Spherical Object Drops from the Sky in Namibia


Officials from Namibia have been examining a hollow ball that fell from the sky back in November 2011. So far, they haven’t had much luck identifying it, so have called in NASA and ESA, hoping the space agencies can provide some answers. The spherical object has a circumference of 1.1 meters (43 inches) and was found in a remote area in the northern part of the country, about 750 kilometers (480 miles) from the capital Windhoek, according to police forensics director Paul Ludik, quoted in an article by AFP.

Ludik described it as made of a “metal alloy known to man” (so cross alien spacecraft part off the list), weighing six kilograms (13 pounds).

This isn’t the first time balls from space have dropped in on unsuspecting countries.

Space spheres found in Australia and Brazil in 2008.

Back in 2008 spherical objects fell to Brazil and Australia, and there have been previous reports of similar objects, as well.

After some post-crash forensics, the two objects in 2008 were identified the as a Composite Overwrapped Pressure Vessel (or COPV), which were carried on the space shuttles, and are a high pressure container for inert gases. COPVs have been used for a variety of space missions.

They are built with a carbon fiber or Kevlar overcoat to provide reinforcement against the vast pressure gradient between the inside and outside of the container, and so can survive re-entry through Earth’s atmosphere.

Composite Pressure Vessels. Credit: NASA

The one in Namibia was found 18 meters from its landing spot – it created a mini-crater 33 centimeters deep and 3.8 meters wide.

Other suggestions of what the object could be is a piece from a space gyroscope, a satellite part, a tank from one of the Apollo missions, or a part of a Russian spacecraft, (which have been known to crash to the ground, as well)

Sources: PhysOrg, NASA, and thanks to Ian O’Neill for his previous and current articles on this subject

18 Replies to “Spherical Object Drops from the Sky in Namibia”

    1. I remember something from comedy central recently, “…but, they were able to bust the myth about cities being safe from cannon fire” ha ha

  1. Is it too small to have been a dummy mass? I think some of those are still floating around up there, though that new image does bear a striking resemblance to those pressure vessels

  2. “Ludik described it as made of a “metal alloy known to man” (so cross alien spacecraft part off the list)”

    Fallacy. Just because something is made of material known to man, it doesn’t necessarily have to be “man-made”. This then implies that all alien spacecraft parts are made of materials that are unknown to us.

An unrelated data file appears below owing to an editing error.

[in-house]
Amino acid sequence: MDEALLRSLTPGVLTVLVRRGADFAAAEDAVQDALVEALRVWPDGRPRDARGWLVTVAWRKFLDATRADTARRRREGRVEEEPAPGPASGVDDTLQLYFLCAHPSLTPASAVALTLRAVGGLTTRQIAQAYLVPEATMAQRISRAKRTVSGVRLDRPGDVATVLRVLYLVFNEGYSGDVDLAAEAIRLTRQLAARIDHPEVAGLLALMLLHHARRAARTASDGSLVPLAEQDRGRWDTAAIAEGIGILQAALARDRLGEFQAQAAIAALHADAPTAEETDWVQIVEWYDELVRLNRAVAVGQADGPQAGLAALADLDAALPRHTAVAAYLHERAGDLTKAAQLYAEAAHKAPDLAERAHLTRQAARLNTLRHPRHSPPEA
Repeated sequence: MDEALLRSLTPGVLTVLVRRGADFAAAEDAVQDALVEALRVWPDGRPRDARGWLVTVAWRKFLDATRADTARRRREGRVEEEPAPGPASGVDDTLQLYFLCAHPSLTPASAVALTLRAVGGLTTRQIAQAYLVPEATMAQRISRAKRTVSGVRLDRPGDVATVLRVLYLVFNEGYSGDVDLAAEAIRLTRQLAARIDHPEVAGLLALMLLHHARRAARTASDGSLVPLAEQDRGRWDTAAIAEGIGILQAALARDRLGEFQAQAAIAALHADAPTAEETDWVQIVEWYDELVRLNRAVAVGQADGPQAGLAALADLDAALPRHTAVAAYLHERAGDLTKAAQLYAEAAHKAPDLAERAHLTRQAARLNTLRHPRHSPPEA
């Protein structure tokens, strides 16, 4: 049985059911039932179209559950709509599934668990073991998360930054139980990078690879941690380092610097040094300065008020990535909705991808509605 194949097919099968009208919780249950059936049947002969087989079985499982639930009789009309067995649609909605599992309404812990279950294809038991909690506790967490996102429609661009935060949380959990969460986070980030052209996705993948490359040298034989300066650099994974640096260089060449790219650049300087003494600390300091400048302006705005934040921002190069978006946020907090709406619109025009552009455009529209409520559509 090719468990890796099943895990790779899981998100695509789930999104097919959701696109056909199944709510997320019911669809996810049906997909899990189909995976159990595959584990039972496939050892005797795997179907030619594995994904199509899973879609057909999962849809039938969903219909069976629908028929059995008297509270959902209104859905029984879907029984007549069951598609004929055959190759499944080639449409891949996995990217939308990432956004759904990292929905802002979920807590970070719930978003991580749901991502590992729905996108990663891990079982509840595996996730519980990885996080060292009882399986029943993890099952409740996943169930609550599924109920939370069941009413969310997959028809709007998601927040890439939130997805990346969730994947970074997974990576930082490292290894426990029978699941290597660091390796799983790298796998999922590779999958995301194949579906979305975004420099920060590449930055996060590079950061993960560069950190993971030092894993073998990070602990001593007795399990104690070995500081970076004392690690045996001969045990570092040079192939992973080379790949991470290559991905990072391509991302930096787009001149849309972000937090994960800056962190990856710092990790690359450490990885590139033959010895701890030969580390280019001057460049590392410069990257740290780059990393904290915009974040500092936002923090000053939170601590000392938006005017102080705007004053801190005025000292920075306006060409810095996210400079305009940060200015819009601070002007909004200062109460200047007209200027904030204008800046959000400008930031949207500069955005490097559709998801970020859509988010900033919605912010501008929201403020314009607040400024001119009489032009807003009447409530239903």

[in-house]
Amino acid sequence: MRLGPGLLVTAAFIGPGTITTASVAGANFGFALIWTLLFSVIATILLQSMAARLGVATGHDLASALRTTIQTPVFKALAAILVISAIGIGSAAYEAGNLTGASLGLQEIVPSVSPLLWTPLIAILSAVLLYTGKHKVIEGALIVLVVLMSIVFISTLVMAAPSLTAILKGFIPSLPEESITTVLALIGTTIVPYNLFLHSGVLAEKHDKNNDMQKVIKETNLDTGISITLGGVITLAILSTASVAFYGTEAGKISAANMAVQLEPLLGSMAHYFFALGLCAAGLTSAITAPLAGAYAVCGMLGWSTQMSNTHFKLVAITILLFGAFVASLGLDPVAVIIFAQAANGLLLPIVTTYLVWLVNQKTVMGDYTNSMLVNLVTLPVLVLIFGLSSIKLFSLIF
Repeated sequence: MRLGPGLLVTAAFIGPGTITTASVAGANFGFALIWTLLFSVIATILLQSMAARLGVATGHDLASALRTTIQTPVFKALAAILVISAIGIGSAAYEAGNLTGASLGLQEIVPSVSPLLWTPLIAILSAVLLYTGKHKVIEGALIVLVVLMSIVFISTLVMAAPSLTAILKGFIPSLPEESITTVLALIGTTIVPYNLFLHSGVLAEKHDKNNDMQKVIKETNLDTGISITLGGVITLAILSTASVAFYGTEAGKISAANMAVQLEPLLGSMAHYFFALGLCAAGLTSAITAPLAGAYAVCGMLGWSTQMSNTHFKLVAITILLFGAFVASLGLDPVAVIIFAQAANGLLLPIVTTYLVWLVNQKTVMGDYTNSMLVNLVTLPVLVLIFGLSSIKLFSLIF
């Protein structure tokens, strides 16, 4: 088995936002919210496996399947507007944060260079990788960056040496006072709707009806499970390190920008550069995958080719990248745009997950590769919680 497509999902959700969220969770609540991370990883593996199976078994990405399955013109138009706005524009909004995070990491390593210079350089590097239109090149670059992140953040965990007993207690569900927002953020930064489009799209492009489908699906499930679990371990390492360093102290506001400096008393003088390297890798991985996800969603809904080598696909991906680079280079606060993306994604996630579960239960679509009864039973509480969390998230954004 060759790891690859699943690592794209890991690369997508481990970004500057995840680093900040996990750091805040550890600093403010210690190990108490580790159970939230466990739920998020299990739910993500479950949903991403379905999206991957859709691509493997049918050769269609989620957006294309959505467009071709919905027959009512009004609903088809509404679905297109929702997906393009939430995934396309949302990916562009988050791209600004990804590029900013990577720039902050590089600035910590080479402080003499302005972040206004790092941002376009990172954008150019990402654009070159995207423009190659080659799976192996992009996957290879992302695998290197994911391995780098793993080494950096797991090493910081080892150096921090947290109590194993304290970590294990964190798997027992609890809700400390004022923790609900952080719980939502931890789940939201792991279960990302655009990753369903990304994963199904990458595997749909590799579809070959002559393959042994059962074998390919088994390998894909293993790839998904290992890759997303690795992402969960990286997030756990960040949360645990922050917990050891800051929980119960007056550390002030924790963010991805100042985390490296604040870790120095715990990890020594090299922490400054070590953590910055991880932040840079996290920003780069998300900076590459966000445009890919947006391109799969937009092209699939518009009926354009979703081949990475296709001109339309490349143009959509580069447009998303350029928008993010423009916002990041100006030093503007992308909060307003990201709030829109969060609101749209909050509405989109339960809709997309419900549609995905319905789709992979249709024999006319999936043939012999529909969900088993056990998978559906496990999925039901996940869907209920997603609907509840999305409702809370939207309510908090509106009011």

Not that I believe its alien-ware haha

    1. Fallacy.

      I would say yes and no. It is a philosophical fallacy, but an empirical non-fallacy. The likelihood for “alien spacecraft” was minute, but the presence of our own alloys tests the parsimonious explanation.

    2. Re the “metal alloy known to man” quote…

      Most ‘alien spacecraft’ debris is described as being ‘unknown to science’ or something like that, before being whisked away by a hitherto unknown department of the military: this quote is a clear parody of that. This is a big, chunky bit of metal with a large weld around the equator. If you are launching to travel to the stars then every gram would be critical: if you are launching something from Earth to LEO then you might well settle for a cruder and heavier construction that you trust. It may be space technology, but it is not from outer space.

      That being said, it is interesting to speculate what future spacecraft bits might look like. Future civilizations will still have the same periodic table of the elements to play with, and it is increasingly unlikely that there are no magic combinations of elements that have vastly superior properties. The main gains will probably come from making large components with fault-free microstructures that can approach the theoretical strength of the bonds. The COPVs are a better solution, because they use carbon-carbon bonds which are stronger for the same weight. The ideal solution might be a graphite sphere, or a woven buckytube mesh, perhaps with chromium plating to stop diffusion of low Z gases. That would be using an element that was clearly ‘known to man’ but in a way that we cannot currently match.

      In fact, the sad truth is probably that any such part of an alien spacecraft will be lighter and less dense, and so would probably not survive re-entry unless it was specifically designed to do so.

  3. That pressure tank must be pretty tough to thump out a crater 33cm (about a foot) deep and 3.8 meters wide without crumpling.


  4. I find it odd that the thought of analyzing the interior for a residual of what it was designed to contain hasn’t been broached.

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